A topic that comes up quite often in conversations between our referees is referee abuse. Three out of the five cases at the last disciplinary committee were for referee abuse. Two games have been abandoned this year for it and there have been countless red and yellow cards dished out.
As a referee you expect criticism, it's natural, you make mistakes and you make judgement calls that are going to go against one team. Constructive feedback is good because it helps a referee learn, however, like most things, there are right and wrong way to do it. Aggressively shouting and swearing from the touchline is not going to have any positive impact.
Refereeing takes a lot of commitment and it's not a case of just turning up and doing a game so the last thing you want is for someone to be swearing at you and calling you a cheat. That's when it stops being fun and referees question why they do it. That's why there's a shortage of referees in West Cumbria and games have been postponed on several occasions this season.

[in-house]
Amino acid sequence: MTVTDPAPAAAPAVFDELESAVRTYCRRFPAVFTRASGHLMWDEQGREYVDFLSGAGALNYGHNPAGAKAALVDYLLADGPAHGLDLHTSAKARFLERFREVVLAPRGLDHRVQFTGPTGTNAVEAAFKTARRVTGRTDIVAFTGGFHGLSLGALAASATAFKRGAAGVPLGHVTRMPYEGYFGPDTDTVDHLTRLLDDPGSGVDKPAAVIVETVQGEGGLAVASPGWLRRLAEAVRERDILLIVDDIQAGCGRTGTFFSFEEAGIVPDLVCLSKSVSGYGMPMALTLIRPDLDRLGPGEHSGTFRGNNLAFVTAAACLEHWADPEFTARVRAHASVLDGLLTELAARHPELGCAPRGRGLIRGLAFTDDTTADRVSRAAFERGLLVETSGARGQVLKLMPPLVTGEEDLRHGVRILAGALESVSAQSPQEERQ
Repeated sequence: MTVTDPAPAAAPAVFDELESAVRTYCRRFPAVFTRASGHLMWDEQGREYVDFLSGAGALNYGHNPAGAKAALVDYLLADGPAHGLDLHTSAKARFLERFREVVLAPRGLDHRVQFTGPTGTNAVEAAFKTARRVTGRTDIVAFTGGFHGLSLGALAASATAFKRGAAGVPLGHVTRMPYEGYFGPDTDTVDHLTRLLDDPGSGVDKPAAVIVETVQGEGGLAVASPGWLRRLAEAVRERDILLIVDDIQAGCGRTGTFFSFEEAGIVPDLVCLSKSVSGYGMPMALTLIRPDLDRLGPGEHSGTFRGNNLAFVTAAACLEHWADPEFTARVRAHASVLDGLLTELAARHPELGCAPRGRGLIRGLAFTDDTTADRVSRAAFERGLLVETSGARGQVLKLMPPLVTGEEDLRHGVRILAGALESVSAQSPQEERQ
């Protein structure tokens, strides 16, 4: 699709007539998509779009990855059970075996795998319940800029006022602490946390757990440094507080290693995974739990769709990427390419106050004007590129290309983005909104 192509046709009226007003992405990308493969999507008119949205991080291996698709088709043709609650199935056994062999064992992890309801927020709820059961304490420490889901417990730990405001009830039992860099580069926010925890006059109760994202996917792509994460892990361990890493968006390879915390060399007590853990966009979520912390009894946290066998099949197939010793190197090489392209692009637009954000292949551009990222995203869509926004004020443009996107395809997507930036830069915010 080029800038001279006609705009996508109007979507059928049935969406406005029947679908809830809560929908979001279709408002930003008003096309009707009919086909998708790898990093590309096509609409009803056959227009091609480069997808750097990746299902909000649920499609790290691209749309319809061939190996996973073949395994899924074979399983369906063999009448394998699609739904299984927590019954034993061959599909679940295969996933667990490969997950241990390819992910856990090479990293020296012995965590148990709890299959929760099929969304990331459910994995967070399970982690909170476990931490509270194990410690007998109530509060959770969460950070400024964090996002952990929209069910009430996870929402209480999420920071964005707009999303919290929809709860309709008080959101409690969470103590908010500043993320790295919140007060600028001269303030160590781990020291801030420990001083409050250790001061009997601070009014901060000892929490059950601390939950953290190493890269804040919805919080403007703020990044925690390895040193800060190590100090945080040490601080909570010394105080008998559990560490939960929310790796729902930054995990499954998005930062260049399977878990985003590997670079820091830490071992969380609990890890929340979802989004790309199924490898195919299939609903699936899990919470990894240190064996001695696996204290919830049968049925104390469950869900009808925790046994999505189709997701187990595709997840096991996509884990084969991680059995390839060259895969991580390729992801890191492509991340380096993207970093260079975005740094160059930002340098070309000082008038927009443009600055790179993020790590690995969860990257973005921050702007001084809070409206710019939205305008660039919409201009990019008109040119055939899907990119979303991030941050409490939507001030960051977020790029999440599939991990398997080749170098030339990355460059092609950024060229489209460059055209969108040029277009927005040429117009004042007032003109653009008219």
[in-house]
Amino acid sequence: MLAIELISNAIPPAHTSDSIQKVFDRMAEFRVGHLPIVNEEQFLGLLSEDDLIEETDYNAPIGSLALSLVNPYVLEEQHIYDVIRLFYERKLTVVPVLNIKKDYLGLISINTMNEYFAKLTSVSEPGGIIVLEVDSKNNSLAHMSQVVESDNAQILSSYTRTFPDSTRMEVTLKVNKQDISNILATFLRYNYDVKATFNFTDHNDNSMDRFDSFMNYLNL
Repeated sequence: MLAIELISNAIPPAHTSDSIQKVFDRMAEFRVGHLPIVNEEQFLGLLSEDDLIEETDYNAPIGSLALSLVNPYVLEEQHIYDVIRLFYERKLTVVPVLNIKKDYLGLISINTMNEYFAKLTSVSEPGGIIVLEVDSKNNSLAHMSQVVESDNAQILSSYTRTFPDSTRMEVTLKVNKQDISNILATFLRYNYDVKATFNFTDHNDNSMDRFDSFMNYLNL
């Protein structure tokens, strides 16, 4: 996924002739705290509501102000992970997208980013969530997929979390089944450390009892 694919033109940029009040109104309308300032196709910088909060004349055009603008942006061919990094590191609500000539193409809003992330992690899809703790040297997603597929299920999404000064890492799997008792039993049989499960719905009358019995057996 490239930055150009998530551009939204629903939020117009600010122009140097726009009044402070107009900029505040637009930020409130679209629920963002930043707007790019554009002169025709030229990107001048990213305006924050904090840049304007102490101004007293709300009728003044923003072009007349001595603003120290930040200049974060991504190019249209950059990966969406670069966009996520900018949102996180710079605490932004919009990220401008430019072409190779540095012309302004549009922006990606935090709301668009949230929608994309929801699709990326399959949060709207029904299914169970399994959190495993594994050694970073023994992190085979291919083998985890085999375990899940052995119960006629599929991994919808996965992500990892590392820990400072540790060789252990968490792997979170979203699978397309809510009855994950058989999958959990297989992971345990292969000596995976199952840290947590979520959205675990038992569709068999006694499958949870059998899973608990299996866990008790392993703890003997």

Do clubs do enough? Do all clubs challenge the coach that is shouting abuse at the referee, does someone pull him to one side and have a word? Do they speak to the spectators swearing at the referee and calling him a cheat? Without doubt there are times when this does happen, but does it happen enough?
People reading this might be thinking 'I don't shout abuse at referees' but do you see other people doing it and not say anything? If you're prepared to accept other people doing it, you're doing your part to support it.
Rugby League, especially at a Community Level, is about enjoyment, for the players, coaches, volunteers, spectators and also the referee. Please do you part to make sure everyone enjoys their game.
If anyone does have any constructive feedback about refereeing in West Cumbria then feel free to email email@example.com.
Updated 16:18 - 18 Jun 2017 by Rob Jones